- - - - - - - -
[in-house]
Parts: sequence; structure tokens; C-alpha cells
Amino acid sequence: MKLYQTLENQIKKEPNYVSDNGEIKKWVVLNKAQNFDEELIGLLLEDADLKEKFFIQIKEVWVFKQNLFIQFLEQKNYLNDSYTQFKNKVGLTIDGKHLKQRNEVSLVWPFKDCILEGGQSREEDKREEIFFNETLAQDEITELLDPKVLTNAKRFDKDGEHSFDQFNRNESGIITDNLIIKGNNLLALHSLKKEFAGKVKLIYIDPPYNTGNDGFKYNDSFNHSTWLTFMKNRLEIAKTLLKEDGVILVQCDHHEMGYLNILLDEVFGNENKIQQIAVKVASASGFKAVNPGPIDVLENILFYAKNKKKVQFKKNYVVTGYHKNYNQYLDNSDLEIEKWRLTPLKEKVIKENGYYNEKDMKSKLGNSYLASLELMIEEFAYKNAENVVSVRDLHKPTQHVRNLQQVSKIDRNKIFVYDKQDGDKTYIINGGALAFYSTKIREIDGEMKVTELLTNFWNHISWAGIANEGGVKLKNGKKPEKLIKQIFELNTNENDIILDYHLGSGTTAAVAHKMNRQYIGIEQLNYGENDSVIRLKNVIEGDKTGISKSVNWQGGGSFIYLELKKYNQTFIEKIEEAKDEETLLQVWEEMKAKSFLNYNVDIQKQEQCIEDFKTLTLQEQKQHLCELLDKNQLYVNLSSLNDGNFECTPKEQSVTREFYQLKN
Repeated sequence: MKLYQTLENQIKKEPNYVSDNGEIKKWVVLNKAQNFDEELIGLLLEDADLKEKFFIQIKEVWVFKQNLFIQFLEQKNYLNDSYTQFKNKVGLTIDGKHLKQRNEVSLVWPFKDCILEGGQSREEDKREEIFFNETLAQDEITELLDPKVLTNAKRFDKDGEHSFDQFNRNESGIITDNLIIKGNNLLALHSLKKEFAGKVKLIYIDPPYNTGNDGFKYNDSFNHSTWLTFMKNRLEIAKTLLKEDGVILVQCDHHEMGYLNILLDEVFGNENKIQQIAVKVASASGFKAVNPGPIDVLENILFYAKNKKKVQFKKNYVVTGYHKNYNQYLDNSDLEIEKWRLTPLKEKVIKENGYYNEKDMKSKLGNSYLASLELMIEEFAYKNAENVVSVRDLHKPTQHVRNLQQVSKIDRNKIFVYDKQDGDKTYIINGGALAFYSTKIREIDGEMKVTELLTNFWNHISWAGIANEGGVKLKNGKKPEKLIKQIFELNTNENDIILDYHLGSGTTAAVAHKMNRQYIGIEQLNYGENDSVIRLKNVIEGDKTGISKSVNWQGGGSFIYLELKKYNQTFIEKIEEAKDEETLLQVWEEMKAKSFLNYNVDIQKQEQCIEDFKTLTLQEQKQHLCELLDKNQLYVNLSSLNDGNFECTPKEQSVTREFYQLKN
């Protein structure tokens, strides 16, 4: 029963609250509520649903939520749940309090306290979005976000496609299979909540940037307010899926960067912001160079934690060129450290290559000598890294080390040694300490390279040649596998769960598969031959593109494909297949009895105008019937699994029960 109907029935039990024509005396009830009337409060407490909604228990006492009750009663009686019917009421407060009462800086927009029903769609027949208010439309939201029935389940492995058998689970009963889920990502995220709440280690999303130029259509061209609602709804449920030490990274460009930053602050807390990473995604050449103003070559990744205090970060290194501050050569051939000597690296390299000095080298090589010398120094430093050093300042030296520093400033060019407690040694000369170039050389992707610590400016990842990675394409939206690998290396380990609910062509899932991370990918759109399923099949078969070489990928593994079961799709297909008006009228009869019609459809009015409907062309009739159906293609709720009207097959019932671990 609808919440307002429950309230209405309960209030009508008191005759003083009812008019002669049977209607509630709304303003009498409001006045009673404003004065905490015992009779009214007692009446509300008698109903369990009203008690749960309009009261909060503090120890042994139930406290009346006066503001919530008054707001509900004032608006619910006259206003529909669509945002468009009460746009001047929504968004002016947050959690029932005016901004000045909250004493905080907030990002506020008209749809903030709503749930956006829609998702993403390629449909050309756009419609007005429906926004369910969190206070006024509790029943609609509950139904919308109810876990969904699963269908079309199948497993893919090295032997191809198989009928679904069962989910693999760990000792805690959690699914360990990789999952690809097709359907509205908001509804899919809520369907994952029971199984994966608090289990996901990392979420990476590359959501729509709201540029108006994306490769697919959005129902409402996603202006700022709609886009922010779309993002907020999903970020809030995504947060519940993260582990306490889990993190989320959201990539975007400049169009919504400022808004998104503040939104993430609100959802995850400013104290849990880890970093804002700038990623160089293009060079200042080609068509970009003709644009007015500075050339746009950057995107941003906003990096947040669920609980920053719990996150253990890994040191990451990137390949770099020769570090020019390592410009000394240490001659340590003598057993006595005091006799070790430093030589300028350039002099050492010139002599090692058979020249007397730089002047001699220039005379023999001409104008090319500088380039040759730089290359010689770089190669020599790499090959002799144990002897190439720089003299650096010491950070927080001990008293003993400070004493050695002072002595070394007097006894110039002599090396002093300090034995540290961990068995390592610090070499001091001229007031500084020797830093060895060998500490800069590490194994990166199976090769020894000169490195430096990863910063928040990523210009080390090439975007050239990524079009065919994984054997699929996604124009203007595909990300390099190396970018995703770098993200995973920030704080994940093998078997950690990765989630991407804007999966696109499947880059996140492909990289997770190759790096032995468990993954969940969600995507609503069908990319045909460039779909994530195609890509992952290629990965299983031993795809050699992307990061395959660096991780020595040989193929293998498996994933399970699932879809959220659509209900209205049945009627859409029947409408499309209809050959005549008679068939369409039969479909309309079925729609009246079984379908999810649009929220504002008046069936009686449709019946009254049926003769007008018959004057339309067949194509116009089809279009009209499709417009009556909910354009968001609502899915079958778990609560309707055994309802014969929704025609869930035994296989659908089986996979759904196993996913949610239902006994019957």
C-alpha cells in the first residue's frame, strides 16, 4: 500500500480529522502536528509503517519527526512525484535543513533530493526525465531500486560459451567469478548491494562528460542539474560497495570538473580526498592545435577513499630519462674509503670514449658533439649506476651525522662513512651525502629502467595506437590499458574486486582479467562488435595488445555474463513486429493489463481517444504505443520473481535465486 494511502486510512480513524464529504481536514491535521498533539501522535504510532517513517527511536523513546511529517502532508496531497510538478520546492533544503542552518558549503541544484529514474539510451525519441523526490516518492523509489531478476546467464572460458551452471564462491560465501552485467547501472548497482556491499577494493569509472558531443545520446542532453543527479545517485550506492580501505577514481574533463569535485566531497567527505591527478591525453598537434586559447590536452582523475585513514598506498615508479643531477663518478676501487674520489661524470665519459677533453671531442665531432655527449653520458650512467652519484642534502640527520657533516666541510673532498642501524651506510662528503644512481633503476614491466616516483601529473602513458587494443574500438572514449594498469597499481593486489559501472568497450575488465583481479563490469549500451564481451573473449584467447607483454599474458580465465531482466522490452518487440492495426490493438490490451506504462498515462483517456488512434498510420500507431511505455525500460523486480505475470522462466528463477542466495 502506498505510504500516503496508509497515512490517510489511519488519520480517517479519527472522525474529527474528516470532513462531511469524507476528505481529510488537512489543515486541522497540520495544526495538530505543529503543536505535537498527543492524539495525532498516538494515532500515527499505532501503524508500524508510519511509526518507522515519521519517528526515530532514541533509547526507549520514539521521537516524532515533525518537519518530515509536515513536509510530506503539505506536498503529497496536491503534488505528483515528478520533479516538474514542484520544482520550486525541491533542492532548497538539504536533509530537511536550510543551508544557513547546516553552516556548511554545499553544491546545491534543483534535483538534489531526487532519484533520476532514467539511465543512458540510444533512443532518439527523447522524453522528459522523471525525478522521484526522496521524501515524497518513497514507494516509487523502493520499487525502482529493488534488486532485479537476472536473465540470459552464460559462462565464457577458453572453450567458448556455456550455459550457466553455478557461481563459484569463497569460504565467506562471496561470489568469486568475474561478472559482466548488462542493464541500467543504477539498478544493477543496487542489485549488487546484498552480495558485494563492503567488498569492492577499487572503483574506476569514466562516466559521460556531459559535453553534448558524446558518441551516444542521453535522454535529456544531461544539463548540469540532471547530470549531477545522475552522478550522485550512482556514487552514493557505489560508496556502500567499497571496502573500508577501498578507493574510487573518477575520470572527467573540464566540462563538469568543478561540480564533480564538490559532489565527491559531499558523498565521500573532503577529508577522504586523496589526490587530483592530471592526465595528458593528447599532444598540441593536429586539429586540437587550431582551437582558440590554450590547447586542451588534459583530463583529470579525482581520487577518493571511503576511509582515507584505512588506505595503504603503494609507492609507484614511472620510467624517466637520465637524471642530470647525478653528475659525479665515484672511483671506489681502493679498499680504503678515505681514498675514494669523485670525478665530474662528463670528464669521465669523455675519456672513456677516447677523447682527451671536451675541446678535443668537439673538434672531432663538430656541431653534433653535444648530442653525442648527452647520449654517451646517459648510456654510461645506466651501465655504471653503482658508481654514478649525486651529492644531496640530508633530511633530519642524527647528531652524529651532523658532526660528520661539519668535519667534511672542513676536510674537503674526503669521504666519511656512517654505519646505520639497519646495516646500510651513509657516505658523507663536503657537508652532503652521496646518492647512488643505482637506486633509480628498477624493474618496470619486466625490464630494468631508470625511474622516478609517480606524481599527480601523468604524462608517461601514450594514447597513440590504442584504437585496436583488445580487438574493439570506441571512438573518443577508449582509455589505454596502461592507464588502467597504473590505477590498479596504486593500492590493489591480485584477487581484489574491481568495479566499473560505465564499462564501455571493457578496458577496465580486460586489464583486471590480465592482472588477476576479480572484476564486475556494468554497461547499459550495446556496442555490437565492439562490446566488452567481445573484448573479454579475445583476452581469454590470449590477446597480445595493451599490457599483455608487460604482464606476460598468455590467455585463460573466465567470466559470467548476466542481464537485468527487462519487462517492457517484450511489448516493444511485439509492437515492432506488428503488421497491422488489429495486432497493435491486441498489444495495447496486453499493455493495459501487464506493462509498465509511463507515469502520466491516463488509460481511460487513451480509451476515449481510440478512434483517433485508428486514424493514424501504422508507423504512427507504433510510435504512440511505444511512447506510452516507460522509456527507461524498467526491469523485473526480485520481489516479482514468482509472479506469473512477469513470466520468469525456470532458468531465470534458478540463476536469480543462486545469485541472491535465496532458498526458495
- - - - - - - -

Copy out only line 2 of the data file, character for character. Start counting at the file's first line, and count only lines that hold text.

Parts: sequence; structure tokens; C-alpha cells